• In collaboration with Prof Charlene Kahler (Microbiology and Immunology), Assoc. Prof Keith Stubbs (Chemistry) and Prof Martin Scanlon (Monash University) Prof Vrielink is working in the area of endotoxin biosynthesis in Neisseria meningitidis and Neisseria gonorrhoeae the causative agents of meningitis and gonorrhea. Endotoxin molecules on these bacteria are decorated with multiple phosphoethanolamine (PEA) groups, the synthesis of which is catalyzed in part by the enzyme EptA. Inactivation of EptA increases bacterial sensitivity to defensins, suggesting that the PEA groups prevent defensin attachment to the bacterial surface. In an effort to better characterize this enzyme the Vrielink group has determined the three dimensional structure of the EptA enzyme. These structural studies are being correlated with functional studies carried out in Prof Kahler’s laboratory. Together with Assoc Prof Stubbs and Prof Scanlon fragment screening and inhibitor design studies are being undertaken as steps towards development of novel antivirulence therapeutics to treat multidrug resistance in bacteria.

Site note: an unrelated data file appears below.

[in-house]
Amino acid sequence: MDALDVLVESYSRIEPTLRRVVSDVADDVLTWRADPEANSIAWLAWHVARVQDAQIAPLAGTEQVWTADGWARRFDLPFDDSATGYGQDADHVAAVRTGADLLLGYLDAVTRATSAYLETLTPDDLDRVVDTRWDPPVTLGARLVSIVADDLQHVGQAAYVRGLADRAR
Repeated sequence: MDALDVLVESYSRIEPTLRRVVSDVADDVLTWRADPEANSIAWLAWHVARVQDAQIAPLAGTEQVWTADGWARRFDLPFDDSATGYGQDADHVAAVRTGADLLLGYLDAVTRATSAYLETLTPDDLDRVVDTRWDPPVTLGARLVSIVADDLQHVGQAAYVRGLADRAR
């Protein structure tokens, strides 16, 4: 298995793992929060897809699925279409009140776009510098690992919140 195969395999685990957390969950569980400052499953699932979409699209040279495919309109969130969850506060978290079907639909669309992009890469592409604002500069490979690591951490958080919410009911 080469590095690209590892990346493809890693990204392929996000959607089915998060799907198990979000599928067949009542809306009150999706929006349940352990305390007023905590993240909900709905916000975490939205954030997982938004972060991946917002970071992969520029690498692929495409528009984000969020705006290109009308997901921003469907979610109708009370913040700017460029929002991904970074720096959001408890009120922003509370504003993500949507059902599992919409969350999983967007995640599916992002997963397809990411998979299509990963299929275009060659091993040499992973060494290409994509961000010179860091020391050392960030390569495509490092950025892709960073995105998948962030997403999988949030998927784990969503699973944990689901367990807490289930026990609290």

• Mesothelioma is a fatal cancer of the lungs, caused by asbestos. Western Australia has one of the highest rates of this cancer in the world, because of the mining, transport and high use of asbestos. Mesothelioma starts in the lining of the lungs, but once it is diagnosed it often rapidly grows into the heart and ribcage. This causes severe shortness of breath and pain. The fast growth into surrounding organs makes it an ‘invasive’ cancer. Our collaborator on this project, Assoc. Prof Lesterhuis, has recently identified two metabolic transcription factors that are involved in mesothelioma pathology. Antagonists of these proteins kill mesothelioma cells selectively over normal cells. This suggests that these proteins are excellent targets for developing an anticancer drug to treat mesothelioma with high specificity.  In collaboration with Assoc. Profs Matthew Piggott and Willem Lesterhuis (UWA), work is being carried out on the development of antagonists to to these transcription factors as potential novel therapeutic agents to treat mesothelioma cancer.